I think that's what happened. Conservatives made a deal with the side of the party that was racist, nationalist, and had its roots in John Birch America or Jim Crow America. These were factions that they thought were a small piece of a party. They thought they were stored safely under the bed. But decisions were made that unlocked that box under the bed and put it at the forefront of the party.

The first decision was when Republicans responded to their 2008 loss by deciding that their best attempt at a path back to power was through redistricting rather than responding to the changing demographics of a nation. 2008 was a historic Democratic sweep, but 2010 was a census year, a redistricting year. The folks who executed REDMAP understood the opportunity that it posed for Republicans. They redrew these states to give themselves these incredible majorities with a minority of the vote, by doing so, created districts that push your party to the extreme.

My favorite example of this is Mark Meadows in North Carolina. Mark Meadows’ district in Asheville was represented first by a Republican and then by a conservative Democrat, Heath Shuler, throughout the 2000s. When Republicans redrew the map in 2011, Shuler took one look at the new map and decided he could not win. Republicans had cracked Asheville in half — divided the one Democratic area down the middle and ensured a conservative Republican would win. Who goes on to win that seat? Mark Meadows, a sandwich shop owner who runs as a birther. It is that district line that puts Mark Meadows in power. It's Mark Meadows who comes to Washington and files the parliamentary motion that essentially forced John Boehner to resign. It's Meadows who forced the 2013 government shutdown. It's Meadows who's now Chief of Staff to Donald Trump. He doesn't exist if not for gerrymandering. Mark Meadows is the Frankenstein that is unleashed by what the Republicans did.

Betting on the extreme right-wing, instead of adapting to new and inevitable demographics, is again, a very interesting choice. And again, not one I really understand. What is a Republican in 2030?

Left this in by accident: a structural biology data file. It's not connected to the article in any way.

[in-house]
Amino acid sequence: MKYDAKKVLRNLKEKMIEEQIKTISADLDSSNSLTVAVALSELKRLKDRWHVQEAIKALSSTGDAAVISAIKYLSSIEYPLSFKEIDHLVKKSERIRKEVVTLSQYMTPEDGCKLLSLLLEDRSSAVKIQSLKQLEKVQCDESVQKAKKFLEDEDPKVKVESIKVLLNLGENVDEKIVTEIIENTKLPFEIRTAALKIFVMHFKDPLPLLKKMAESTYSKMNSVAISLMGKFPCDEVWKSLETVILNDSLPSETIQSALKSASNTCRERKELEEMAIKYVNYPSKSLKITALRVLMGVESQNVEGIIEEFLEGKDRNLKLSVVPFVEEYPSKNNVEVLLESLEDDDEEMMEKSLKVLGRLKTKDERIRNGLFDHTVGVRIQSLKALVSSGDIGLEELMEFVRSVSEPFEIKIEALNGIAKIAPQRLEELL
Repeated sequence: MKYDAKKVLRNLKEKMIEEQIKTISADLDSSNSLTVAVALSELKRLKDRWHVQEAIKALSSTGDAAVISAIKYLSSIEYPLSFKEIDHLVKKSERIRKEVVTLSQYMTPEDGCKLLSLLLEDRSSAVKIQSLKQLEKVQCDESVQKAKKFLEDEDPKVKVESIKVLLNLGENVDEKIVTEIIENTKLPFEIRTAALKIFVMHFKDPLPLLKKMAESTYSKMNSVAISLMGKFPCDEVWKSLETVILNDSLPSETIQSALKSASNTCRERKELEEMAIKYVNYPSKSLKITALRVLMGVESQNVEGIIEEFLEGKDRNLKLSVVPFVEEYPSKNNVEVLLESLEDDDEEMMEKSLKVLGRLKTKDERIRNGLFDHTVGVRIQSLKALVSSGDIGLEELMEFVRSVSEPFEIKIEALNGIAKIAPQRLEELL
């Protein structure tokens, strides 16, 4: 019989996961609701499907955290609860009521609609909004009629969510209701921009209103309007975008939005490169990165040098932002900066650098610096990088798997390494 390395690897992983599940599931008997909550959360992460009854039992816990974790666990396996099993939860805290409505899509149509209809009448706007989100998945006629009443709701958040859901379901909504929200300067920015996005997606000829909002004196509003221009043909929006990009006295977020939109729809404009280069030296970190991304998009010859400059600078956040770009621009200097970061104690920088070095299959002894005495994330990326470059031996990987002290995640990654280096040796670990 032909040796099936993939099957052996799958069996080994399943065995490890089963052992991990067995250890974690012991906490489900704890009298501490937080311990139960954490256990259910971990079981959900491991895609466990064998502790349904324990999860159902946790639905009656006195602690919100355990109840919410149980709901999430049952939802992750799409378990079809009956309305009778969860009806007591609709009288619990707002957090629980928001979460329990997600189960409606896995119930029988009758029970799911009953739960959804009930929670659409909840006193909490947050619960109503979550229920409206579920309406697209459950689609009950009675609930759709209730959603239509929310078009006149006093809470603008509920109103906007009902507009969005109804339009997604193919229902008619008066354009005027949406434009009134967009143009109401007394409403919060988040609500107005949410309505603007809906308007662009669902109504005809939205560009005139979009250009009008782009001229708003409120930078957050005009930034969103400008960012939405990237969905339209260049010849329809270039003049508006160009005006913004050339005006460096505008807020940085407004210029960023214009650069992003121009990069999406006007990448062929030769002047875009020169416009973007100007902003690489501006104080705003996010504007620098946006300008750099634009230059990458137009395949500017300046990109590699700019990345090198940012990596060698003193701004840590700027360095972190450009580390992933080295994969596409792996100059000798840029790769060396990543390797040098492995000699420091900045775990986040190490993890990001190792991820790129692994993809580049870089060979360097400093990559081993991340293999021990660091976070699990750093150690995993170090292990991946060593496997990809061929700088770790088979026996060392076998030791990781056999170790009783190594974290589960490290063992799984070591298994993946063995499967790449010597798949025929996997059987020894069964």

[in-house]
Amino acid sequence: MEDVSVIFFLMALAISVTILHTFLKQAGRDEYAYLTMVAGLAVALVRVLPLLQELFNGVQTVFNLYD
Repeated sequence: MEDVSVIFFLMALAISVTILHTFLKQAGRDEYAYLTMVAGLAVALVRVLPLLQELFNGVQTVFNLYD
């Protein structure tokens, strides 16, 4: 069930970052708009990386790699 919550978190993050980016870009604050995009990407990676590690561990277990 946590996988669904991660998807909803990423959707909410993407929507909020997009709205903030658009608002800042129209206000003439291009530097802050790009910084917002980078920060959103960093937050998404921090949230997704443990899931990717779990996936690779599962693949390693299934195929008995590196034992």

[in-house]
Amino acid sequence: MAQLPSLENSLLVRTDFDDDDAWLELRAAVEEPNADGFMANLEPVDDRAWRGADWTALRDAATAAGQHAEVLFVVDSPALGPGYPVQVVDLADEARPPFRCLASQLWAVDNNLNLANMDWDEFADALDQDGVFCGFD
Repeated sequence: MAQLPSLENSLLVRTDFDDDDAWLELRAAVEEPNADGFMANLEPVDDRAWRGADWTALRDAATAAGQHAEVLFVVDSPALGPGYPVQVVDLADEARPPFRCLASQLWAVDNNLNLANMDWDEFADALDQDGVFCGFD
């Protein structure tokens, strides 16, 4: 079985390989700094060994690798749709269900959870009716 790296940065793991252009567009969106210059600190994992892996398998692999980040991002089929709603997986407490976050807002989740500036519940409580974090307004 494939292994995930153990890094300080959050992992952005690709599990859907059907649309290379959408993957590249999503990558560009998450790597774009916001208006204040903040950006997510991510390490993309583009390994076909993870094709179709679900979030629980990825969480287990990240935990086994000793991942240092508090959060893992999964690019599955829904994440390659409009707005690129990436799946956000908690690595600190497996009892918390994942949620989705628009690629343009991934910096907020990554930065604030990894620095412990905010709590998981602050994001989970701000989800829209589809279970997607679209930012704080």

I don’t think they are looking to 2030. The Republican strategists who came up with REDMAP in 2009 believed this would buy them some time while they began to figure out how to appeal to younger voters and minority voters. Instead, the gerrymandered districts produced political figures who were so far right that the Republican Party became forever unpalatable to minorities and young voters.

Republicans are now forced, even more so, to rely on suppressive tactics to keep those people from the polls.

And everybody else fell in line with the new extreme figures. And if you didn't fall in line, like Bob Corker and Jeff Flake, you were out. All who remain, like Lindsey Graham, are unrecognizable from who they were in 2015 and 2016.

You spoke in your book about Pelosi putting forth the For the People Act, an act full of electoral reforms that would end gerrymandering and restore the Voting Rights Act, among other things. It met its end in the Senate. Do you think there will be a continued effort from the Democrats to sustain voting progress?

The reforms proposed in the For the People Act are tremendous and far-reaching. If Democrats take back Washington in 2021 we will see if they are sincere in their efforts, or if the reforms were proposed performatively knowing they would die on Mitch McConnell's desk. I'm not at all certain it will remain a continued effort. 

I think that the Democratic leadership in both the House and Senate has been extraordinarily weak on winning the kinds of funding that we will need to safeguard elections in the fall. They expanded the PPP earlier and reached another deal with Mitch McConnell, and yet once again, there was nothing for vote-by-mail. That was shocking to me. I don't know when they think they will have more leverage and I don't know why they're not willing to use the leverage that they have on behalf of a fair election.

The leadership of the Democratic Party appears to have a weak understanding of the importance of fair elections. They need to take a good hard look at what happened in Wisconsin and remind themselves of what might happen if they don't get their act in order. 

Are you hopeful?

There's a lot to be optimistic about when you look at how many citizens' movements there are around the country and how they have managed to win by uniting nonpartisan coalitions — left, right, center, white, black, young, old. These coalitions are built by uniting people around the common American ideal of fair elections. I think we can take real heart in that success, but the political class is hanging on.

These fights are as old as the nation itself and they're not going to end with any one election.

The fight for voting rights didn't end with the passage of the 13th, 14th, and 15th amendments, it didn't end with the passage of the Voting Rights Act. These are fights that all Americans need to be engaged in. I think the lesson of the last couple of years is that these battles have fully begun — and that we are coming.